Like a combination of Rambo, Matrix and Die Hard, Black was one of the most critically acclaimed shooters on the PS2 and Xbox. As a tactical espionage operative, you are fed information via the company network and sent to carry out top secret missions to ensure global security. This usually meant going to any given location, setting your weapon to fully auto and then decimating everything and everyone that stands in your way. The game play and world physics were phenomenal, gamers have since begged for a second installment but without much joy.

Back in the 90’s my best friend and I used to go behind the scenes of the Duke Nukem 3D files and replace the audio files of the weapons with our own recorded sounds. You don’t realise how important sound is in a game until you hear a 9mm pistol go “Blam” in your own dull monotone voice, or a machine gun go ‘DAH DA DAHDADAHDA!’. As hilarious as that was, it was such a relief to be able to revert back to the originals and makes you appreciate how much work is involved in getting it right.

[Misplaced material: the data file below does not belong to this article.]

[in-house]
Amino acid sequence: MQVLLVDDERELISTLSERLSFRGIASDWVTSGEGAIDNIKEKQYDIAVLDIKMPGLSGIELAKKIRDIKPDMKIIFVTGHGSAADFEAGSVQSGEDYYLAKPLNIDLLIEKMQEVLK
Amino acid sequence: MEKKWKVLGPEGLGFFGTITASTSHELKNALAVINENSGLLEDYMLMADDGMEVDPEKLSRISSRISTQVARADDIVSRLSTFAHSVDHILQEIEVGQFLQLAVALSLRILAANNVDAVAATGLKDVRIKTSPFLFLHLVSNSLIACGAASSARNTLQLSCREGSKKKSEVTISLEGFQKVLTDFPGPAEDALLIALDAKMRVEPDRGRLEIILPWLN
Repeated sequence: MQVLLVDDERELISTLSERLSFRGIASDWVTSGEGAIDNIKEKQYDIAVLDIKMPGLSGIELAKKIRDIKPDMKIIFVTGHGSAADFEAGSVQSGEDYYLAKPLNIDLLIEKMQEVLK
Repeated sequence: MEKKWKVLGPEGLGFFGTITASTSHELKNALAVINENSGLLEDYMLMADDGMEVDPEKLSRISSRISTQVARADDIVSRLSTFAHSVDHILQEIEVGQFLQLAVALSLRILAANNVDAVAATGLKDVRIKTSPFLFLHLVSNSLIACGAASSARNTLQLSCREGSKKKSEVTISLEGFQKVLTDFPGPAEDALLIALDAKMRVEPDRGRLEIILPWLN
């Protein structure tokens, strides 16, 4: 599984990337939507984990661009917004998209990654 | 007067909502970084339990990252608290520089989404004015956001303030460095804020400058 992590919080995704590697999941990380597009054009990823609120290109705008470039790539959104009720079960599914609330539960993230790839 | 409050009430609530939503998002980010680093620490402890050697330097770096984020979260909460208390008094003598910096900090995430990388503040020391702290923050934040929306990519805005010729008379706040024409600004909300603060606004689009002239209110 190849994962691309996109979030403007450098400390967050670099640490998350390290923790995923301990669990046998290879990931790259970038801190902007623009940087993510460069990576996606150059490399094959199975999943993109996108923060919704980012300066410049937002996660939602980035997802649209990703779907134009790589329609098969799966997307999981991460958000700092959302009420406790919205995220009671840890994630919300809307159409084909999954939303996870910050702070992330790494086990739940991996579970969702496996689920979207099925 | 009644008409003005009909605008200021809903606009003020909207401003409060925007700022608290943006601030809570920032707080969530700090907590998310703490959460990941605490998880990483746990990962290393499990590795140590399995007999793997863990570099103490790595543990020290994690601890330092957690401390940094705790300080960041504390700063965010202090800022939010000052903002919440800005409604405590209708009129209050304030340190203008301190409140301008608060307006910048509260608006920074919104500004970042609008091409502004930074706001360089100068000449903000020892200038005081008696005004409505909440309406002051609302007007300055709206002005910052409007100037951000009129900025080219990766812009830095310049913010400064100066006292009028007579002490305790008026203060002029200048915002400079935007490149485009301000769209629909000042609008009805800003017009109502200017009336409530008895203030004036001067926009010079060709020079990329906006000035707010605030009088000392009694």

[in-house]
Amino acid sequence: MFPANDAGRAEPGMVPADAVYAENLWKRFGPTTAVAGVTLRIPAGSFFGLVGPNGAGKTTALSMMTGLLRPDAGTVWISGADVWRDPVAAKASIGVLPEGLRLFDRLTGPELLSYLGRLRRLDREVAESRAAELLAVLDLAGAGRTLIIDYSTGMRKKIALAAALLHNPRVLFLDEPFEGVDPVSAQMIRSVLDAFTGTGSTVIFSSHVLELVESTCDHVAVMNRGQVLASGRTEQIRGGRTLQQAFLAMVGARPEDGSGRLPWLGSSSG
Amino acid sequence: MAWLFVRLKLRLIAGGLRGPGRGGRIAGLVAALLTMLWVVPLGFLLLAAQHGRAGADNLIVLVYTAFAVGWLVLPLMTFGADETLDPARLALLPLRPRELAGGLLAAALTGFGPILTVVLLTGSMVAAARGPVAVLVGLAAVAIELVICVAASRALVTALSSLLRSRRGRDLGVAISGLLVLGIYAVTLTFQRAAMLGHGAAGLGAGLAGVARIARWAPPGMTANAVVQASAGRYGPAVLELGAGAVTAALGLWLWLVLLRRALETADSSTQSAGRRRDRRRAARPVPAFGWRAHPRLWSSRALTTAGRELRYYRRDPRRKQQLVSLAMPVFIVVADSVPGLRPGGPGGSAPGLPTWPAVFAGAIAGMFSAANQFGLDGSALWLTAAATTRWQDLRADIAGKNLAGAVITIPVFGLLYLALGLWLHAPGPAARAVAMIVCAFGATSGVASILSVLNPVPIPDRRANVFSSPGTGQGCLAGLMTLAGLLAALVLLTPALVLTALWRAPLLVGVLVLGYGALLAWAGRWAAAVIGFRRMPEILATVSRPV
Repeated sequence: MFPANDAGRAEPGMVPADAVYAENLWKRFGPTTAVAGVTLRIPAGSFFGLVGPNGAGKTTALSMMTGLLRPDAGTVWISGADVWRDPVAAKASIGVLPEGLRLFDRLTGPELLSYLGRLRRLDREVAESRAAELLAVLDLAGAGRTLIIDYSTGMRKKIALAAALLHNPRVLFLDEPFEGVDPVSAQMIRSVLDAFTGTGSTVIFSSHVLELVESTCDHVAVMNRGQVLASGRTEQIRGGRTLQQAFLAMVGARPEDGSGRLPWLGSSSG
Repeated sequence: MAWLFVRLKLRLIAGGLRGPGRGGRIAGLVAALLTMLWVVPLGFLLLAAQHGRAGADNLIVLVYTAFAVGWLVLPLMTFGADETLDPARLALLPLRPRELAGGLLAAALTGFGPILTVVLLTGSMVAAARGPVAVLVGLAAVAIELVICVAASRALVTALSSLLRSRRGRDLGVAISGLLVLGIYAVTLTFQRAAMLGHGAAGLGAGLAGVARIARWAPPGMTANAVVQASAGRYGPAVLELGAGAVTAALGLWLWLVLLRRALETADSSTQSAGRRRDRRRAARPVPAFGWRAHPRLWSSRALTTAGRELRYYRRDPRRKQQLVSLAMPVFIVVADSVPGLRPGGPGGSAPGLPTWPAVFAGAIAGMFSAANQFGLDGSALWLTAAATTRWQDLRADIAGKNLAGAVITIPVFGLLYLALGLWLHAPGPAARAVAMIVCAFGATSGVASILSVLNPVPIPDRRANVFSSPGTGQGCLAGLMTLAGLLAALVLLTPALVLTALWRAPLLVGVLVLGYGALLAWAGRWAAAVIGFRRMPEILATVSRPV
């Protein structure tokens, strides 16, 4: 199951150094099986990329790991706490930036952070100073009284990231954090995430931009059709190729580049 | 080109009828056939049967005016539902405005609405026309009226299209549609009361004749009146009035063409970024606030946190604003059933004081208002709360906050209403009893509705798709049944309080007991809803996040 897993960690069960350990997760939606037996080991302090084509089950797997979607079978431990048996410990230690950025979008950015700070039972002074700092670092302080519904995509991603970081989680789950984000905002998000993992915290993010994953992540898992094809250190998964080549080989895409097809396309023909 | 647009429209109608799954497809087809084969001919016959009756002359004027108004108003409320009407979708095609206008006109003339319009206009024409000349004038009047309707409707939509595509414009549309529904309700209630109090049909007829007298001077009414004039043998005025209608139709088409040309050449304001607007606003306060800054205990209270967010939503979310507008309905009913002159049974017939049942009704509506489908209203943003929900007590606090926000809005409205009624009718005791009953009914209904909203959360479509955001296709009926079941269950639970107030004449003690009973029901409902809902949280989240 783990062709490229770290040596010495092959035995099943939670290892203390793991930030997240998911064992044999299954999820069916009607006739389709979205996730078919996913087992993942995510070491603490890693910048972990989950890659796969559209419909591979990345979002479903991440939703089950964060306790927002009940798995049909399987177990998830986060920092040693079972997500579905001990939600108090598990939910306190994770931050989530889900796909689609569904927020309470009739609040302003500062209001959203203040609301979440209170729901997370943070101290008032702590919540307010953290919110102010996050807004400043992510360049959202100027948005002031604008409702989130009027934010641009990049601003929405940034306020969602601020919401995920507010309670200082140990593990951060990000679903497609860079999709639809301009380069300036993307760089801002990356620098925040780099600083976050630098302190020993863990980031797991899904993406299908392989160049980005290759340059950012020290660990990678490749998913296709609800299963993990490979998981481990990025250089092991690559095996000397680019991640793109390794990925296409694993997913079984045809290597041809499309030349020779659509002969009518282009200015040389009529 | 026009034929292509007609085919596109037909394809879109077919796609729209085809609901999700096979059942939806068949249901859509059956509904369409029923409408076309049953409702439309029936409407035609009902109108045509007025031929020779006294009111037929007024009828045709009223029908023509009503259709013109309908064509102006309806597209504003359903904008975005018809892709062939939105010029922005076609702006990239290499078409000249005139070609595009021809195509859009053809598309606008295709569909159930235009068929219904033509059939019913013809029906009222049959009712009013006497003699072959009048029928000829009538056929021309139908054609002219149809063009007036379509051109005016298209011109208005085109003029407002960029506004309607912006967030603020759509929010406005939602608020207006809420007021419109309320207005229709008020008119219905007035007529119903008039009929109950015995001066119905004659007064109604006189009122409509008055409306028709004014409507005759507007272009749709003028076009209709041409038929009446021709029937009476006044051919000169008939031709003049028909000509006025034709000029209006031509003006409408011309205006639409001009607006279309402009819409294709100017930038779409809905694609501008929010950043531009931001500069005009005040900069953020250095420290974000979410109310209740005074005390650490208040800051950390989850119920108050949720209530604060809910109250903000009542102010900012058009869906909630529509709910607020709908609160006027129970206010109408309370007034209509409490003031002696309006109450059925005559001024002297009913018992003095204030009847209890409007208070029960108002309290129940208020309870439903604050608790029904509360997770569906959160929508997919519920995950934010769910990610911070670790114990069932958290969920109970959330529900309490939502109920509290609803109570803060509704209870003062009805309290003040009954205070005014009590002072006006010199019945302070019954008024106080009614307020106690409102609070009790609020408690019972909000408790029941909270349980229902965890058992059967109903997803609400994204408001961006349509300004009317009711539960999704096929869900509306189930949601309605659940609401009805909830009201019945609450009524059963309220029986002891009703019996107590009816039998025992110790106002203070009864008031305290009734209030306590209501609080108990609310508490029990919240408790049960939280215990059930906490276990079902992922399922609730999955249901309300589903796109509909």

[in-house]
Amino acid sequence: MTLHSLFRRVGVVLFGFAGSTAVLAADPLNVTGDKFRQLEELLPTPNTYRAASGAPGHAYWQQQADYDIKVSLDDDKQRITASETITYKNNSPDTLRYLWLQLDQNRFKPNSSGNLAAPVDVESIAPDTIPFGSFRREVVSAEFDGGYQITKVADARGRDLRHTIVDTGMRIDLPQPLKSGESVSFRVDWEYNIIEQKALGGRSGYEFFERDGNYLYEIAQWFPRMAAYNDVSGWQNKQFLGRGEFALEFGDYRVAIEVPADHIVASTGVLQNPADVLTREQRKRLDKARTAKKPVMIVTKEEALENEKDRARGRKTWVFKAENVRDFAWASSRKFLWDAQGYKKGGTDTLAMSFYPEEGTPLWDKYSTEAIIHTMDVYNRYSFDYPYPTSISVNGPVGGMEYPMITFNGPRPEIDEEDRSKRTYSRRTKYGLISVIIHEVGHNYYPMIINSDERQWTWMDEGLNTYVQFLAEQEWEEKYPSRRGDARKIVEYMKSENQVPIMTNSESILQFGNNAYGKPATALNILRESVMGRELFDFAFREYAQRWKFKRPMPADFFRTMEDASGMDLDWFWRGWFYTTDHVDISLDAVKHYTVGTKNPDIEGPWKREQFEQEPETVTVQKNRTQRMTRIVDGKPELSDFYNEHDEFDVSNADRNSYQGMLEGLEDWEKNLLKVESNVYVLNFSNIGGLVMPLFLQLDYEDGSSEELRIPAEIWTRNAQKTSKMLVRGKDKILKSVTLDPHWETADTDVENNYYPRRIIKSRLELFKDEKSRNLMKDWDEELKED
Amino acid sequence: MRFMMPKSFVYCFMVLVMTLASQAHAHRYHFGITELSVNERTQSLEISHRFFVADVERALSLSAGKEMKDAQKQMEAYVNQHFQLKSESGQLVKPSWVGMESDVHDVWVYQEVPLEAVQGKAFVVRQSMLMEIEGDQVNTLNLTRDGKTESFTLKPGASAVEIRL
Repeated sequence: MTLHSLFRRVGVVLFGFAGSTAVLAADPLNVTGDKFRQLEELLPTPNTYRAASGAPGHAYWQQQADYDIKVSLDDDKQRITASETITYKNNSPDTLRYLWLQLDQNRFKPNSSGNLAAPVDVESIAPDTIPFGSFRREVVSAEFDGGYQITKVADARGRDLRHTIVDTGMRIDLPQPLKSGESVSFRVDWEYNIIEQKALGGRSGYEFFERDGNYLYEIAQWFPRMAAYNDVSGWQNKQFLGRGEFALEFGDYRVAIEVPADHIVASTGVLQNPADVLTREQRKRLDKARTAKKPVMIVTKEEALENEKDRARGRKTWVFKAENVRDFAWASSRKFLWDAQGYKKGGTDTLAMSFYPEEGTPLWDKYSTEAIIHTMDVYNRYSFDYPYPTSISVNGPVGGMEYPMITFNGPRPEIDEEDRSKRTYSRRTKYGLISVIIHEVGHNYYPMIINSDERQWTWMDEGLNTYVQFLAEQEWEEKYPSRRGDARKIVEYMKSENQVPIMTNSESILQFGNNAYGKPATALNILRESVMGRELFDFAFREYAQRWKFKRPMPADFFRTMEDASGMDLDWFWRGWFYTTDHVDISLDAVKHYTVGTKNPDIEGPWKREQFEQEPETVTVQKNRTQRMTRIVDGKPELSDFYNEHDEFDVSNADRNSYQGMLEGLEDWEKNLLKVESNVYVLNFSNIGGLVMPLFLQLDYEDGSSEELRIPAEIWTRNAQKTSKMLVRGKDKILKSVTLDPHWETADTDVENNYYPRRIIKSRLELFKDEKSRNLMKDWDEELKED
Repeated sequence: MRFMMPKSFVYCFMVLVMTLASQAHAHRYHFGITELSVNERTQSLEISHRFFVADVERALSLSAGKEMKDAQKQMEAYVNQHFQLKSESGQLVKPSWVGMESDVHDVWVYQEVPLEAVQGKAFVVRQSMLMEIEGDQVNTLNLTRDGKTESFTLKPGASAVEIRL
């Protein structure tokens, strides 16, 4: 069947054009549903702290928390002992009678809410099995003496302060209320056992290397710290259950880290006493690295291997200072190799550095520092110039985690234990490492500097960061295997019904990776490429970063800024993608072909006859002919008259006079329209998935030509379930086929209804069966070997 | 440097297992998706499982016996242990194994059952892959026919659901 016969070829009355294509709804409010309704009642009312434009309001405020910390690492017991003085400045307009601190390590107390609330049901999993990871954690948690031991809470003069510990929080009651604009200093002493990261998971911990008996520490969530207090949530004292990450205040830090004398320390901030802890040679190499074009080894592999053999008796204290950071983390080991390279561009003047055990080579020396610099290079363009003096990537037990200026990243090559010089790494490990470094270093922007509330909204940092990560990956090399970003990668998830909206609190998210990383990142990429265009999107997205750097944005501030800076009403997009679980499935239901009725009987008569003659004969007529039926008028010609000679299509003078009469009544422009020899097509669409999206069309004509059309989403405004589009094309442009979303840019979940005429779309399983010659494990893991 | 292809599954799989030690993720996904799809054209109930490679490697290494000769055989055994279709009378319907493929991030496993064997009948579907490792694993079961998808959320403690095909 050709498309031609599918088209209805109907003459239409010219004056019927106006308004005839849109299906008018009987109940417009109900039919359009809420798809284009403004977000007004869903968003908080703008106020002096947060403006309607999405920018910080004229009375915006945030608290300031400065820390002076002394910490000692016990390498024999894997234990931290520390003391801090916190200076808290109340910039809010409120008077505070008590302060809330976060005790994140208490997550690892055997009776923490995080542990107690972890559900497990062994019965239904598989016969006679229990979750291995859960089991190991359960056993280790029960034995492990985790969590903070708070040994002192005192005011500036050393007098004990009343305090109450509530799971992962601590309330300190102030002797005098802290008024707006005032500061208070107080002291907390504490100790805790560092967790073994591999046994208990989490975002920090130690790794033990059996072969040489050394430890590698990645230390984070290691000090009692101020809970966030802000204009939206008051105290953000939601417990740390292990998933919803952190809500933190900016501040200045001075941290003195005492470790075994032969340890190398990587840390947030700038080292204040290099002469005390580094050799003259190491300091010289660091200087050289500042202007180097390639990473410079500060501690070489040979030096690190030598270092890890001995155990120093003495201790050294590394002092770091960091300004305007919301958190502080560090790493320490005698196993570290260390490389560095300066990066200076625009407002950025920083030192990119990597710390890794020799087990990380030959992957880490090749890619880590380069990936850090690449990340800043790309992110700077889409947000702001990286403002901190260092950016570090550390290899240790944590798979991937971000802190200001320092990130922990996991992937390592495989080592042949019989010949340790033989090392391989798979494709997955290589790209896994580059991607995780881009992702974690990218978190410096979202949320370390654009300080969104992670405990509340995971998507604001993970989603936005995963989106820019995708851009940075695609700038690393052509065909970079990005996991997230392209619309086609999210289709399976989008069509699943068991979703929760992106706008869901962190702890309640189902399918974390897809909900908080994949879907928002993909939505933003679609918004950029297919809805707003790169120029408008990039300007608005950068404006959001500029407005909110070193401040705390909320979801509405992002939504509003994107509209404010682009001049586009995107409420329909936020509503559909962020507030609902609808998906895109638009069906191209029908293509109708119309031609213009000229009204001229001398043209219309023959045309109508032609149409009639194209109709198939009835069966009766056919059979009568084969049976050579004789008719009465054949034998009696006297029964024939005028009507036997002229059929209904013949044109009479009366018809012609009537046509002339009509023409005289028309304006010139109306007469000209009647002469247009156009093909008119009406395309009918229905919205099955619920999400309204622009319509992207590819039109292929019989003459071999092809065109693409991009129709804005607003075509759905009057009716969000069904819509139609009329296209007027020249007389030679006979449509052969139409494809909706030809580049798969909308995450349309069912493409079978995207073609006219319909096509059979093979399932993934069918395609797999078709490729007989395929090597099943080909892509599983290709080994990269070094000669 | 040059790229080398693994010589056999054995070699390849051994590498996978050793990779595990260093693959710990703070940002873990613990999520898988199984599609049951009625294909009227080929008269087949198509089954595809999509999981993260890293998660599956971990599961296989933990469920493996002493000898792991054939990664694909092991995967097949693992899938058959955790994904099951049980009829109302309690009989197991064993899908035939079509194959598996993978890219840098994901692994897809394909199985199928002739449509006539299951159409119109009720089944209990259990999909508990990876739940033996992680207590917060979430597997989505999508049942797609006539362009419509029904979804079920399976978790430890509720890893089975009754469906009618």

Black sounded brilliant through a decent set of speakers, Criterions team wanted the game to sound reminiscent of a Hollywood blockbuster, the score of music and the weapons were all tailored to blend with each other when the shit went down. Sound engineers based weapon sounds from action movies like Die Hard and True lies to give each weapon its own ‘voice’ the effect was best experienced when in a gun battle between multiple enemies, the weapons literally harmonised with each other, creating a satisfying composition. Black received the ‘Best sound’ award at the 2006 BAFTA’s video games awards and so there was always a call for a sequel. Due to differences between Criterion and EA, it never happened. If you’re interested, the spiritual successor of Black was called Body Count and can be found on Xbox 360 and PlayStation 3, it was never quite what the publishers/designers had hoped and sadly it meant that the Guildford branch of Codemasters shut down.

That’s it for this part, this was introduction of the original Xbox and I’ll go over some of the highlights for me in the next part. Also I’ll talk about how I became a criminal mastermind whilst stoned and how my friend unlocked a haven for nostalgia with a Splinter Cell save game file.

 

Mortal Mikey

CLICK HERE FOR PART 16!

standard
February 25, 2014
Written by , Posted in My Gaming History

My gaming history ‘Part 13’

“он здесь!”

“Bitte nicht schießen!”

“Non, s’il vous plaît, non!”